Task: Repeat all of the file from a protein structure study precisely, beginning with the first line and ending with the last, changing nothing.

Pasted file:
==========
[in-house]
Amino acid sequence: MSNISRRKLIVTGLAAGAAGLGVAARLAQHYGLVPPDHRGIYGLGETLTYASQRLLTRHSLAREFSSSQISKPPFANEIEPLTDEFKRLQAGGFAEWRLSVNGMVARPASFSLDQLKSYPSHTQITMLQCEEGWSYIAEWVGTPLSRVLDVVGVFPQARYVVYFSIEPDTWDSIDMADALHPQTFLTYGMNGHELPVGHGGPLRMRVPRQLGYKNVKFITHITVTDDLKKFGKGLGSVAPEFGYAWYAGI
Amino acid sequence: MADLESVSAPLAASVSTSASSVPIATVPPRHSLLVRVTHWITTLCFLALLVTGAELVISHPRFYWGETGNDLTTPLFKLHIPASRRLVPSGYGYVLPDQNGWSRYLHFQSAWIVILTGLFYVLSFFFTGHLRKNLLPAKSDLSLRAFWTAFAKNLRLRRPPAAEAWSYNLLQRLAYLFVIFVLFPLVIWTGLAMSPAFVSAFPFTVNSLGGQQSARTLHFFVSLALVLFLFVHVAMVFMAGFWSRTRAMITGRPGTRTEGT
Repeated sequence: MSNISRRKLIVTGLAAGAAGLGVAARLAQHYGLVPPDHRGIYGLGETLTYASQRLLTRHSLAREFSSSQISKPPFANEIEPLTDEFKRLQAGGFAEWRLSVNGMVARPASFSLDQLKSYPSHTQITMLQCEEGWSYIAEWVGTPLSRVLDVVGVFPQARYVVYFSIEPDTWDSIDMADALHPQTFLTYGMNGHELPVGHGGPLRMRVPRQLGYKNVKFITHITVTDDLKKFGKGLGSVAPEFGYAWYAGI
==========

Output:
[in-house]
Amino acid sequence: MSNISRRKLIVTGLAAGAAGLGVAARLAQHYGLVPPDHRGIYGLGETLTYASQRLLTRHSLAREFSSSQISKPPFANEIEPLTDEFKRLQAGGFAEWRLSVNGMVARPASFSLDQLKSYPSHTQITMLQCEEGWSYIAEWVGTPLSRVLDVVGVFPQARYVVYFSIEPDTWDSIDMADALHPQTFLTYGMNGHELPVGHGGPLRMRVPRQLGYKNVKFITHITVTDDLKKFGKGLGSVAPEFGYAWYAGI
Amino acid sequence: MADLESVSAPLAASVSTSASSVPIATVPPRHSLLVRVTHWITTLCFLALLVTGAELVISHPRFYWGETGNDLTTPLFKLHIPASRRLVPSGYGYVLPDQNGWSRYLHFQSAWIVILTGLFYVLSFFFTGHLRKNLLPAKSDLSLRAFWTAFAKNLRLRRPPAAEAWSYNLLQRLAYLFVIFVLFPLVIWTGLAMSPAFVSAFPFTVNSLGGQQSARTLHFFVSLALVLFLFVHVAMVFMAGFWSRTRAMITGRPGTRTEGT
Repeated sequence: MSNISRRKLIVTGLAAGAAGLGVAARLAQHYGLVPPDHRGIYGLGETLTYASQRLLTRHSLAREFSSSQISKPPFANEIEPLTDEFKRLQAGGFAEWRLSVNGMVARPASFSLDQLKSYPSHTQITMLQCEEGWSYIAEWVGTPLSRVLDVVGVFPQARYVVYFSIEPDTWDSIDMADALHPQTFLTYGMNGHELPVGHGGPLRMRVPRQLGYKNVKFITHITVTDDLKKFGKGLGSVAPEFGYAWYAGI